The Obama administration is telling Customs and Border Protection agents in a busy stretch of the U.S.-Mexico crossing that they don’t have to arrest intoxicated drivers, sparking backlash from advocacy groups and others.
The Department of Homeland Security issued the advisory, which informs agents in the Tucson, Ariz., sector that they have three options if they encounter suspected drunk drivers -- detain them at the request of local law enforcement, detain them without the involvement of another agency or let them go.
In stark terms, the bulletin explains which options put the officers at greatest risk of being sued. The bulletin warns the first option poses the “greatest threat” to an agent of a lawsuit.
Instead, the advisory, obtained by conservative watchdog group Judicial Watch, highlights the third option – letting them “go on their way.” The advisory makes clear agents have no legal obligation to intervene in state crimes and that with the third option, “there is generally no liability that will attach to the agent or agency for failing to act in this situation.”
The bulletin, reviewed by FoxNews.com, goes so far as to say agents wouldn’t be liable if they allow the driver “to continue down the road and they kill someone.”
Jessica Vaughan, a policy director for the Center for Immigration Studies, said Tuesday the advisory is consistent with the administration’s long-held strategy of trying to end federal agents’ close cooperation with state and local law enforcement, which has led to deportations.
Vaughan argues that most border communities are so rural and have so few resources that local and federal officers must share responsibilities -- a practice known as “comity” in legal circles.
“That’s the reality on the ground,” she told FoxNews.com. “But the administration thinks Border Patrol agents have too much discretion, and it wants to draw a bright line between federal and other agents.”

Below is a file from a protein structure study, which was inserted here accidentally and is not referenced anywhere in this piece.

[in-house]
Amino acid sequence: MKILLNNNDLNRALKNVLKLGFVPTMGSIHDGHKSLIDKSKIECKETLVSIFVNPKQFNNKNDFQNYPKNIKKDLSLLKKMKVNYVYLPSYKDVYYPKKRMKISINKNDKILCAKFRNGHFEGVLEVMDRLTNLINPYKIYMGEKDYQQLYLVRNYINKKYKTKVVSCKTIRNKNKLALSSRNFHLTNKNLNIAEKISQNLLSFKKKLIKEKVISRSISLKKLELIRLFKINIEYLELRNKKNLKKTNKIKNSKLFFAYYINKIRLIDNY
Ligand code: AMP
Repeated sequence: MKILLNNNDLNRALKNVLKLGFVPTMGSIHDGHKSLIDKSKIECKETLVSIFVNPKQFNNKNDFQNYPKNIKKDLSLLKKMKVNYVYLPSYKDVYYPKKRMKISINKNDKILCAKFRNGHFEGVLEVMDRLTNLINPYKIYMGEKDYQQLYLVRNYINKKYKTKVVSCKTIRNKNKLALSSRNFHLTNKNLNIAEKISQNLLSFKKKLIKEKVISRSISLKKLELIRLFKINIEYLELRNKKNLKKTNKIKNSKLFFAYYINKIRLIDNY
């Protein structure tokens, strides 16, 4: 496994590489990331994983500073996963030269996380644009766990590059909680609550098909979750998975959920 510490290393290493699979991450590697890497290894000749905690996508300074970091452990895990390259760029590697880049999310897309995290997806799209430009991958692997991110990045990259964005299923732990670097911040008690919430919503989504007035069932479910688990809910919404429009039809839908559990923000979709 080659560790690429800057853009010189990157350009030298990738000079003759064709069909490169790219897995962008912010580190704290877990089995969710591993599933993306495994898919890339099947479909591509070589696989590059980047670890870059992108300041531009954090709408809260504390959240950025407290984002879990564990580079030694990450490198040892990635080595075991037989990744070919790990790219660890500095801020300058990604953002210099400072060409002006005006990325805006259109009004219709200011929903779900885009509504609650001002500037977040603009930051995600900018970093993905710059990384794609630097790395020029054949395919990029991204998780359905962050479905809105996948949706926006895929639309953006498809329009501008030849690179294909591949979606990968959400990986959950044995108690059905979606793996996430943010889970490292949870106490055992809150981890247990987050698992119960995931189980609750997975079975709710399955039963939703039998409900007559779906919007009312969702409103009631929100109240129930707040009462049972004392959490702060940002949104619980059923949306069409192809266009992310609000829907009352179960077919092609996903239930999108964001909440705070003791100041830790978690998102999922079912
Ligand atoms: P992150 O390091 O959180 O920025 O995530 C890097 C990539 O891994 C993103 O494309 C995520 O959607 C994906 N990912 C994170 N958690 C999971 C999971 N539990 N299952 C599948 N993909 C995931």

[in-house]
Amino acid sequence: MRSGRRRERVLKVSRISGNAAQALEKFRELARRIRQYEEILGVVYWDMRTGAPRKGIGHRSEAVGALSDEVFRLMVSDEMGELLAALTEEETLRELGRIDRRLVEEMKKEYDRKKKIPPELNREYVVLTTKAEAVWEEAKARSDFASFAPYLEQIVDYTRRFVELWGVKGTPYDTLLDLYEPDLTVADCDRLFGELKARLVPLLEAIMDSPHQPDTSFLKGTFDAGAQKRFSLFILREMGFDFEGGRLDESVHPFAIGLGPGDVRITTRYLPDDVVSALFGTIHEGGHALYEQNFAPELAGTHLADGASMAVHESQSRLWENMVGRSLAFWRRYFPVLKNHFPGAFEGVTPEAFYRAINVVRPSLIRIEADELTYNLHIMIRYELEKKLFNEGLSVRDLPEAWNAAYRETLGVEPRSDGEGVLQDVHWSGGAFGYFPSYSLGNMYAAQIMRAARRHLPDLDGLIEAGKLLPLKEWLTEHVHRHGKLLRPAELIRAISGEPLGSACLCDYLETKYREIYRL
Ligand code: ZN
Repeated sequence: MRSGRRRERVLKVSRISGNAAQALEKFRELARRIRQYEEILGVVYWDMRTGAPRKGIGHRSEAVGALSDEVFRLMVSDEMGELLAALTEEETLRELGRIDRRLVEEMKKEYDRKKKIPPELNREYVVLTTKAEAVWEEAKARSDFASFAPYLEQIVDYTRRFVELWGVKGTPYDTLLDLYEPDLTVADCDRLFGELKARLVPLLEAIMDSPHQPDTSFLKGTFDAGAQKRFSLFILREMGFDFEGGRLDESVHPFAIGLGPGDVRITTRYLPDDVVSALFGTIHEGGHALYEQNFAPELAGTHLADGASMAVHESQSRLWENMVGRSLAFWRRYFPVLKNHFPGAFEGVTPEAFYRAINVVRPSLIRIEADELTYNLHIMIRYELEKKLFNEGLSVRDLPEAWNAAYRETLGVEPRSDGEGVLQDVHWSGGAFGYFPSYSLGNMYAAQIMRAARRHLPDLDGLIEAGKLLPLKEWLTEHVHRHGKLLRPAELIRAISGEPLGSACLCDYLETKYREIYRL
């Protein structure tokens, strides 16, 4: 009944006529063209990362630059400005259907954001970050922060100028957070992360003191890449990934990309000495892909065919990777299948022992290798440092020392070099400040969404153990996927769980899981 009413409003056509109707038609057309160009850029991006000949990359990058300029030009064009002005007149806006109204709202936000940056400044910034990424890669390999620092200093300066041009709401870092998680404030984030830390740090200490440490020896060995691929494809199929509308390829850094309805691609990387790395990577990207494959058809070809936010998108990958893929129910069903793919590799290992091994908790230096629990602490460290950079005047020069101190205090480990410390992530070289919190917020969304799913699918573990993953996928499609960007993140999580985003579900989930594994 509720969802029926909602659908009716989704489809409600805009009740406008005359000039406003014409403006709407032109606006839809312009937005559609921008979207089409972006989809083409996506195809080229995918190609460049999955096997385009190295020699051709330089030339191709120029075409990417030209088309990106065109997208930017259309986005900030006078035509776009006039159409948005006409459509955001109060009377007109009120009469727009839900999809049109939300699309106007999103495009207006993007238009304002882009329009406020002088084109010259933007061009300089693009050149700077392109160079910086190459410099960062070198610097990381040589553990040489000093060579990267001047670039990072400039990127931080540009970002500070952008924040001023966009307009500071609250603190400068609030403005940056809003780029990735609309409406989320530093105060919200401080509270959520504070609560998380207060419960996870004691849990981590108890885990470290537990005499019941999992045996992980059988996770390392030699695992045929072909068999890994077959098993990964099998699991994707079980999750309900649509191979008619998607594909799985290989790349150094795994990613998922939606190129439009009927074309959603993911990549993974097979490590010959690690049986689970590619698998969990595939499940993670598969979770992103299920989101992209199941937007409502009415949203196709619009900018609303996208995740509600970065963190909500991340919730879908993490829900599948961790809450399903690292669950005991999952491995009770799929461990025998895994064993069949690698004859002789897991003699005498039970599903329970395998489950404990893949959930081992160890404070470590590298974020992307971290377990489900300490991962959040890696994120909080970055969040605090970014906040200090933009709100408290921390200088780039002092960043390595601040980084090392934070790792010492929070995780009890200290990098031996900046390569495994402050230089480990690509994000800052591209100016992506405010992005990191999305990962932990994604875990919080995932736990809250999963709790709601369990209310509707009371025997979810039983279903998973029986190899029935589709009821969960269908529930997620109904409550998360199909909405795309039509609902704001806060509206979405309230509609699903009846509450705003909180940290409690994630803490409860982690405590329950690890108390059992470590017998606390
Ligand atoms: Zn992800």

The leader of the union representing the majority of Tucson sector agents suggested they will continue to detain those suspected of drunken driving, despite the memo.
"I can assure you that the agents I represent and the people I work with just would not release someone who was severely intoxicated," Art Del Cueto, president of Local 2544, told a local CBS TV station.
He also said agents were devastated after a drunken driver struck and killed a coworker in 2010 near the Casa Grande part of the sector.
“We were hit hard by the death of one of our own,” he said. “How could we release them?"
The debate comes as the Obama administration looks to move forward with a set of immigration actions that would expand the categories of illegal immigrants allowed to skirt deportation and seek work permits. A federal judge on Monday blocked those actions, though the administration plans to appeal. For years, though, the administration has tried to prioritize enforcement, telling agents to detain – and deport – high-level offenders while letting others get a pass. Officials have said it’s a matter of resources.
Lawmakers and others intent on reforming U.S. immigration law almost uniformly agree the first step is to fortify the U.S.-Mexico border, and that Border Patrol agents are over-burdened.
A July 2014 inspector general’s reports appears to bolster the argument, showing a CBP staffing analysis that called for an additional 3,811 agents.
Further, the Department of Homeland Security touts the Tucson sector as one of the agency’s busiest -- reporting 87,915 apprehensions in fiscal 2014 along the 262-mile stretch.
However, there appears to be little public support for agents turning their backs on intoxicated drivers.
Judicial Watch President Tom Fitton on Tuesday accused the Obama administration of putting politics over public safety.
“Families across America are now at risk on the roads, as President Obama and his appointees at the Department of Homeland Security have given illegal aliens a license to drive drunk,” he said.
The group Mothers Against Drunk Driving also responded to the advisory.
"MADD urges all law enforcement officers to protect the public by following standard procedures when encountering anyone suspected of driving under the influence of alcohol or drugs,” group President Colleen Sheehey-Church said. “Law enforcement is the first line of defense in preventing drunk and drugged driving, and their efforts are crucial to keep our roadways safe."
The department advisory makes clear that its intent is to tell agents about their legal options when encountering drivers who appear to be impaired -- “not direct (them) to detain or not detain these drivers.”
In addition, the advisory says that the information in the memo is “based on judicial precedent” and that agents are trained to exercise their professional judgment when encountering a suspected drunken driver.